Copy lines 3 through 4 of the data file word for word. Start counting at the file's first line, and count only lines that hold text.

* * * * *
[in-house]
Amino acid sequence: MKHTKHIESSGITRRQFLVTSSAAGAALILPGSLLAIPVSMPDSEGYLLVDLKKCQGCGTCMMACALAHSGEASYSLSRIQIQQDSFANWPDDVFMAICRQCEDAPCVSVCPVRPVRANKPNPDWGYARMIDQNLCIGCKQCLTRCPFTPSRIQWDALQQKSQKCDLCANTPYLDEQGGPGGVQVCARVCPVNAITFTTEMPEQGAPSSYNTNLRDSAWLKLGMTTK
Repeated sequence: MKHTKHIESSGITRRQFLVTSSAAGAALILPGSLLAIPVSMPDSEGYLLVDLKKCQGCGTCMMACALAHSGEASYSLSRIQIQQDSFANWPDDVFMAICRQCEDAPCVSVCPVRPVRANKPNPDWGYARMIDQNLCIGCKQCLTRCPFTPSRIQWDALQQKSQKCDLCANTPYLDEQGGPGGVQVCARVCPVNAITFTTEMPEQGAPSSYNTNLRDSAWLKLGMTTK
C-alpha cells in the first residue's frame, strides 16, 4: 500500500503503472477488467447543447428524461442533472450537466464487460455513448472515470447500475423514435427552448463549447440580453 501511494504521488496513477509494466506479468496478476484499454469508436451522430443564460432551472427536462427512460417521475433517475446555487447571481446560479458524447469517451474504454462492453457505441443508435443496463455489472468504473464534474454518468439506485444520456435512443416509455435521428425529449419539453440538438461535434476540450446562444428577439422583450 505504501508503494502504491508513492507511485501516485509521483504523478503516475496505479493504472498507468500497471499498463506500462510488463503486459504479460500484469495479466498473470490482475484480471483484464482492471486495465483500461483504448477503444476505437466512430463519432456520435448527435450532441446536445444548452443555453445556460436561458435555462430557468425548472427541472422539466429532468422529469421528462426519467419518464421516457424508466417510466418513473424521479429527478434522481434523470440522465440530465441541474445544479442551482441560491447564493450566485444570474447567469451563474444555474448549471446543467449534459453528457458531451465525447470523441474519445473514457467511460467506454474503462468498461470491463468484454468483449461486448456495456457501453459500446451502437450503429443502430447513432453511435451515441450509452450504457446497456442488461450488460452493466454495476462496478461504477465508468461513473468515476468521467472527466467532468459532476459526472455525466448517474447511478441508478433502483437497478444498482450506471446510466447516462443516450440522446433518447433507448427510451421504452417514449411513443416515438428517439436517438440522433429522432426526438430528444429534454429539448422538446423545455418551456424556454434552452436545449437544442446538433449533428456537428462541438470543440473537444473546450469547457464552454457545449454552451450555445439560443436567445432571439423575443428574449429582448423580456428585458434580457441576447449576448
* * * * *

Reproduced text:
Repeated sequence: MKHTKHIESSGITRRQFLVTSSAAGAALILPGSLLAIPVSMPDSEGYLLVDLKKCQGCGTCMMACALAHSGEASYSLSRIQIQQDSFANWPDDVFMAICRQCEDAPCVSVCPVRPVRANKPNPDWGYARMIDQNLCIGCKQCLTRCPFTPSRIQWDALQQKSQKCDLCANTPYLDEQGGPGGVQVCARVCPVNAITFTTEMPEQGAPSSYNTNLRDSAWLKLGMTTK
C-alpha cells in the first residue's frame, strides 16, 4: 500500500503503472477488467447543447428524461442533472450537466464487460455513448472515470447500475423514435427552448463549447440580453 501511494504521488496513477509494466506479468496478476484499454469508436451522430443564460432551472427536462427512460417521475433517475446555487447571481446560479458524447469517451474504454462492453457505441443508435443496463455489472468504473464534474454518468439506485444520456435512443416509455435521428425529449419539453440538438461535434476540450446562444428577439422583450 505504501508503494502504491508513492507511485501516485509521483504523478503516475496505479493504472498507468500497471499498463506500462510488463503486459504479460500484469495479466498473470490482475484480471483484464482492471486495465483500461483504448477503444476505437466512430463519432456520435448527435450532441446536445444548452443555453445556460436561458435555462430557468425548472427541472422539466429532468422529469421528462426519467419518464421516457424508466417510466418513473424521479429527478434522481434523470440522465440530465441541474445544479442551482441560491447564493450566485444570474447567469451563474444555474448549471446543467449534459453528457458531451465525447470523441474519445473514457467511460467506454474503462468498461470491463468484454468483449461486448456495456457501453459500446451502437450503429443502430447513432453511435451515441450509452450504457446497456442488461450488460452493466454495476462496478461504477465508468461513473468515476468521467472527466467532468459532476459526472455525466448517474447511478441508478433502483437497478444498482450506471446510466447516462443516450440522446433518447433507448427510451421504452417514449411513443416515438428517439436517438440522433429522432426526438430528444429534454429539448422538446423545455418551456424556454434552452436545449437544442446538433449533428456537428462541438470543440473537444473546450469547457464552454457545449454552451450555445439560443436567445432571439423575443428574449429582448423580456428585458434580457441576447449576448